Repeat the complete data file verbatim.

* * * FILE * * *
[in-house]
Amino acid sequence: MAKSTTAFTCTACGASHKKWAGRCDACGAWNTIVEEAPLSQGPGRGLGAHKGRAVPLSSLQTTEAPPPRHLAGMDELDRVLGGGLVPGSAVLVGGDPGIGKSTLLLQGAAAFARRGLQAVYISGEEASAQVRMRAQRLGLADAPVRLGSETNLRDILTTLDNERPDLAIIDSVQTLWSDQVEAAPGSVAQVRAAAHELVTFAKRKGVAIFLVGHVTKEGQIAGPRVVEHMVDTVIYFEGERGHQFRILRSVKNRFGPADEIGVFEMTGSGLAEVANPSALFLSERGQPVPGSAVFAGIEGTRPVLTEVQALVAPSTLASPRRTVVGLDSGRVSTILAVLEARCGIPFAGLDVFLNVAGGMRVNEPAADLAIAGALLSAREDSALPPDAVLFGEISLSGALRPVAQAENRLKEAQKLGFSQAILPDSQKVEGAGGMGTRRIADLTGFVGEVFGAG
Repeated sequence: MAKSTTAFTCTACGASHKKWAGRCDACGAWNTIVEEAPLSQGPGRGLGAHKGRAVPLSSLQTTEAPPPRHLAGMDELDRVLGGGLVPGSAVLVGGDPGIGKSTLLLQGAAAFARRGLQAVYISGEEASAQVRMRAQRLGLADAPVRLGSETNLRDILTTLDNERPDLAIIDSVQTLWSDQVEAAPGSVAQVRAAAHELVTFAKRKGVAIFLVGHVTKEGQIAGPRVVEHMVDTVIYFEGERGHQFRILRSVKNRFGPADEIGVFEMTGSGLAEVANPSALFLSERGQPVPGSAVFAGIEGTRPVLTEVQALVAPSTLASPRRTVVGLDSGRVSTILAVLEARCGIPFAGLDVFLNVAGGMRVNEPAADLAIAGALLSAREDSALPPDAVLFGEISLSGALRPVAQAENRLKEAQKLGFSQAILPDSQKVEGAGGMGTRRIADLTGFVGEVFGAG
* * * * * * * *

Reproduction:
[in-house]
Amino acid sequence: MAKSTTAFTCTACGASHKKWAGRCDACGAWNTIVEEAPLSQGPGRGLGAHKGRAVPLSSLQTTEAPPPRHLAGMDELDRVLGGGLVPGSAVLVGGDPGIGKSTLLLQGAAAFARRGLQAVYISGEEASAQVRMRAQRLGLADAPVRLGSETNLRDILTTLDNERPDLAIIDSVQTLWSDQVEAAPGSVAQVRAAAHELVTFAKRKGVAIFLVGHVTKEGQIAGPRVVEHMVDTVIYFEGERGHQFRILRSVKNRFGPADEIGVFEMTGSGLAEVANPSALFLSERGQPVPGSAVFAGIEGTRPVLTEVQALVAPSTLASPRRTVVGLDSGRVSTILAVLEARCGIPFAGLDVFLNVAGGMRVNEPAADLAIAGALLSAREDSALPPDAVLFGEISLSGALRPVAQAENRLKEAQKLGFSQAILPDSQKVEGAGGMGTRRIADLTGFVGEVFGAG
Repeated sequence: MAKSTTAFTCTACGASHKKWAGRCDACGAWNTIVEEAPLSQGPGRGLGAHKGRAVPLSSLQTTEAPPPRHLAGMDELDRVLGGGLVPGSAVLVGGDPGIGKSTLLLQGAAAFARRGLQAVYISGEEASAQVRMRAQRLGLADAPVRLGSETNLRDILTTLDNERPDLAIIDSVQTLWSDQVEAAPGSVAQVRAAAHELVTFAKRKGVAIFLVGHVTKEGQIAGPRVVEHMVDTVIYFEGERGHQFRILRSVKNRFGPADEIGVFEMTGSGLAEVANPSALFLSERGQPVPGSAVFAGIEGTRPVLTEVQALVAPSTLASPRRTVVGLDSGRVSTILAVLEARCGIPFAGLDVFLNVAGGMRVNEPAADLAIAGALLSAREDSALPPDAVLFGEISLSGALRPVAQAENRLKEAQKLGFSQAILPDSQKVEGAGGMGTRRIADLTGFVGEVFGAG